Florida is a popular destination for the British vacation invasion. Just ask Stephen Pettinger, a former BBC producer who is now selling real estate in Florida.

In 2001, Pettinger spent several months in Florida producing “Escape to the Sun,” a BBC1 television show that featured British folks who were looking to purchase homes in sunny Florida.

Florida is a popular destination for the British vacation invasion. Just ask Stephen Pettinger, a former BBC producer who is now selling real estate in Florida.

In 2001, Pettinger spent several months in Florida producing “Escape to the Sun,” a BBC1 television show that featured British folks who were looking to purchase homes in sunny Florida. The show tracked the clients of ResortQuest, a property management corporation that specializes in vacation rentals, and featured company managers Jean Styles and Denise Assersohn, both from England.

The show’s premise apparently was contagious for Pettinger. “I totally fell in love with the place. I had an absolutely fantastic time,” he said. The real estate market, he said, “was fascinating – the market was about to explode.”

Pettinger gained a unique education in the real estate business by watching a variety of real estate agents interact with prospective buyers during the production of the show.

After the six-month stint in Florida, Pettinger was whisked away to other BBC assignments in London and San Francisco. He longed to return though, he said, and he jumped on a job offer to become a real estate agent. He got wind of the opportunity through a real estate professional he met while working on “Escape to the Sun.”

He studied for the real estate exam, received his license in January, and has been selling Florida real estate for Orlando Homes Worldwide Inc. ever since.

“You work hard here and you can play hard – you can hit the beach. There is so much to do, it’s almost like a permanent vacation. The quality of life is just so much better. People here I’ve found so warm, so helpful. I think very highly of the people here. They’re very welcoming.”

The weather is generally great, Pettinger said, with the obvious exception of the major hurricanes that have rolled across the state over the past few weeks. “At the moment I’m not very happy about the weather,” he said.

Fortunately, he said, the damage to properties in Orlando has been mostly superficial, and most properties have escaped major structural damage. “The damage here is really cosmetic. It’s been so hit and miss.” Many of Pettinger’s customers live overseas but have purchased a second home in Florida.

He has received numerous calls asking about the condition of specific properties following the storms, he said. “We have tried to reassure people that we’re in central Florida,” he said, and not along the coast, where hurricane damage tends to be heavier.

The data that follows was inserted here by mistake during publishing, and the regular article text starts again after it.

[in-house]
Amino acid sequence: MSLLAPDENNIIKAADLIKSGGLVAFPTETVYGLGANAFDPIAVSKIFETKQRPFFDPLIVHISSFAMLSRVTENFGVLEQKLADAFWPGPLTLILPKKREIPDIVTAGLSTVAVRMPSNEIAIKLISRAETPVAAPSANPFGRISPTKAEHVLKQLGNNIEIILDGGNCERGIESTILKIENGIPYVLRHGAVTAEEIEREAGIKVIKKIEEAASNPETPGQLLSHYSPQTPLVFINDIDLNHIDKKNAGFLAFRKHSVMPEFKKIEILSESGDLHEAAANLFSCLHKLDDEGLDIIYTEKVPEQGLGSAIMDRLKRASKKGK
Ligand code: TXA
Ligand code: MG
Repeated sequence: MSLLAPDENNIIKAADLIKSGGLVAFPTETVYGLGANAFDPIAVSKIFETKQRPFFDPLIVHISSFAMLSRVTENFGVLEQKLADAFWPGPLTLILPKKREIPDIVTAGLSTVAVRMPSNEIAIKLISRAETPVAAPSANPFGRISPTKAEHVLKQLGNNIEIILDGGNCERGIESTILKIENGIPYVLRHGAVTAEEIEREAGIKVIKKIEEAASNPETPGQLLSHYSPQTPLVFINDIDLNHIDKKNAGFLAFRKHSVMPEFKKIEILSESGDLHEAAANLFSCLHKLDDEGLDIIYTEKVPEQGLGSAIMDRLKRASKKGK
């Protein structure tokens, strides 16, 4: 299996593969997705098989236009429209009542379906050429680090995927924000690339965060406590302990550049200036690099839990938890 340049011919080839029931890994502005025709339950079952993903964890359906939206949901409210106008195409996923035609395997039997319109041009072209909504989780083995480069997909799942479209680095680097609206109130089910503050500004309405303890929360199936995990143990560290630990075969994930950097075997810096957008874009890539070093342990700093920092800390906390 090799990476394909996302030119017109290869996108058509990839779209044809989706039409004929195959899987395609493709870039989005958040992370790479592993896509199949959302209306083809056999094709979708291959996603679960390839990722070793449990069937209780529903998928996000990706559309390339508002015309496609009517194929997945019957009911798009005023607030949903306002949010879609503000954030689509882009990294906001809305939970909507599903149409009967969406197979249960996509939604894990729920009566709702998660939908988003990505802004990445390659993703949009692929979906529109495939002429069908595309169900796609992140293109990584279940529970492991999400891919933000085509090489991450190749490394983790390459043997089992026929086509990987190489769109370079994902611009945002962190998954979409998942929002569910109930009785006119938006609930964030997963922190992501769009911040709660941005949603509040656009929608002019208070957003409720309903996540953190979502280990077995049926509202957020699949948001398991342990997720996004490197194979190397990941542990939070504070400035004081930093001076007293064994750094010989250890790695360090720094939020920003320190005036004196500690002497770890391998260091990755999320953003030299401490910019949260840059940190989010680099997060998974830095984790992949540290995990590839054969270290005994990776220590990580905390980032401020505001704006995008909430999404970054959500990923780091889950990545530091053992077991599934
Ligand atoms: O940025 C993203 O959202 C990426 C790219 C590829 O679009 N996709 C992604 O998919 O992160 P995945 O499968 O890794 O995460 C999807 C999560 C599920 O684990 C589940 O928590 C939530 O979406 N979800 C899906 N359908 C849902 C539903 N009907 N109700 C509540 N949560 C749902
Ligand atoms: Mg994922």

Despite the gloom the current streak of hurricanes has cast over the Florida real estate market, Pettinger said the forecast for the housing market is still quite bright. “House prices have stayed static for so long. In the rental vacation (home) area, prices have gone through the roof. It is certainly an exciting time to be here.”

Pettinger said he plans to buy a home in Florida within the next few months.

An estimated 1 million British residents visit Florida each year, he said, and the exchange rate is strong. Spain, which has long been a staple for British vacationers, may be falling out of favor as the adoption of the Euro has put property prices higher there, he said, and Spanish land laws can be tricky for foreigners.

Pettinger said European buyers don’t respond well to some real estate agents’ sales tactics in the United States, and he has adopted a laid-back approach with prospective buyers. “I saw American agents with European buyers were going too hard – talking (the sale) at them as if they were buying a car. They talked their way out of a sale.” European clients don’t like to feel pressured, he added.

“When they like (a place) they’re even quieter – the closer they play their cards to their chest,” he said. U.S. residents seem to expect more of a heavy-handed sales approach from real estate agents: “OK, sell me this property,” he said.

Also, British home buyers are accustomed to working with a number of estate agents, as estate agents in their home country cannot show houses that are listed to other estate agents. And the agents operate solely as listing agents. Once they understand the U.S. system, he said, “They love it. They love the fact that they can get into any house on the market.”

Pettinger’s first real estate sale was in his first week as a real estate agent. “It felt great and a little bit overwhelming,” he said. And now? “Every sale feels great. It’s not lost any of its feel-good factor. Finding the right place for someone, that’s the biggest buzz. I don’t think I could talk somebody into a sale and not feel good about it.”

His work in media has helped him to work with a wide range of people and tune in to their unique perspectives, he said. “The parallels – you have to be almost slightly comedian-like when dealing with so many people. You have to be a very malleable person. You’ve got to get on their wavelength. You’ve got to be where they are. It’s the same thing with reporting – it’s exactly the same in sales. It is just about understanding where people are coming from.”

While he is enjoying his second career in real estate, Pettinger said he plans to return to television, and he hopes to land another show in Florida. “My heart is in TV.”

***

Send tips or a Letter to the Editor to glenn@inman.com or call (510) 658-9252, ext. 137.

Show Comments Hide Comments

Comments

Sign up for Inman’s Morning Headlines
What you need to know to start your day with all the latest industry developments
Success!
Thank you for subscribing to Morning Headlines.
Back to top